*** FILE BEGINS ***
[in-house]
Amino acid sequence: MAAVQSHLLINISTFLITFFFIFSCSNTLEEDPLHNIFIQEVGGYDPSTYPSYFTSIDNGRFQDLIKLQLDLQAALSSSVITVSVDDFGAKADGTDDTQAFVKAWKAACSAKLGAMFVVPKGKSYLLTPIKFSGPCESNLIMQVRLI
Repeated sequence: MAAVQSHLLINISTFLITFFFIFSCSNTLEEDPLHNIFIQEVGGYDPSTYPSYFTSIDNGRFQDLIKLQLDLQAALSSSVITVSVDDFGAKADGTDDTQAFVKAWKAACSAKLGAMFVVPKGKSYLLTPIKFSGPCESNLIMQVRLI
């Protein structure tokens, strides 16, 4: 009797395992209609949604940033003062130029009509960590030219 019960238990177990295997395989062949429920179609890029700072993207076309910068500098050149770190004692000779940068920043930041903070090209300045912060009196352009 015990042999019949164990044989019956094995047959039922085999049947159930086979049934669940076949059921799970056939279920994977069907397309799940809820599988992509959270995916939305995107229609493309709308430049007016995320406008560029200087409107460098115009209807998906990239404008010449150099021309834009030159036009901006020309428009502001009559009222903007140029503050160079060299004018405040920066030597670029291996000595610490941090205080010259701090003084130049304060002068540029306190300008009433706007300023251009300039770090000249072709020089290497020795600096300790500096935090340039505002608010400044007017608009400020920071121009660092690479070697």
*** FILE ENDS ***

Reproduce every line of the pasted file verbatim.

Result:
[in-house]
Amino acid sequence: MAAVQSHLLINISTFLITFFFIFSCSNTLEEDPLHNIFIQEVGGYDPSTYPSYFTSIDNGRFQDLIKLQLDLQAALSSSVITVSVDDFGAKADGTDDTQAFVKAWKAACSAKLGAMFVVPKGKSYLLTPIKFSGPCESNLIMQVRLI
Repeated sequence: MAAVQSHLLINISTFLITFFFIFSCSNTLEEDPLHNIFIQEVGGYDPSTYPSYFTSIDNGRFQDLIKLQLDLQAALSSSVITVSVDDFGAKADGTDDTQAFVKAWKAACSAKLGAMFVVPKGKSYLLTPIKFSGPCESNLIMQVRLI
């Protein structure tokens, strides 16, 4: 009797395992209609949604940033003062130029009509960590030219 019960238990177990295997395989062949429920179609890029700072993207076309910068500098050149770190004692000779940068920043930041903070090209300045912060009196352009 015990042999019949164990044989019956094995047959039922085999049947159930086979049934669940076949059921799970056939279920994977069907397309799940809820599988992509959270995916939305995107229609493309709308430049007016995320406008560029200087409107460098115009209807998906990239404008010449150099021309834009030159036009901006020309428009502001009559009222903007140029503050160079060299004018405040920066030597670029291996000595610490941090205080010259701090003084130049304060002068540029306190300008009433706007300023251009300039770090000249072709020089290497020795600096300790500096935090340039505002608010400044007017608009400020920071121009660092690479070697």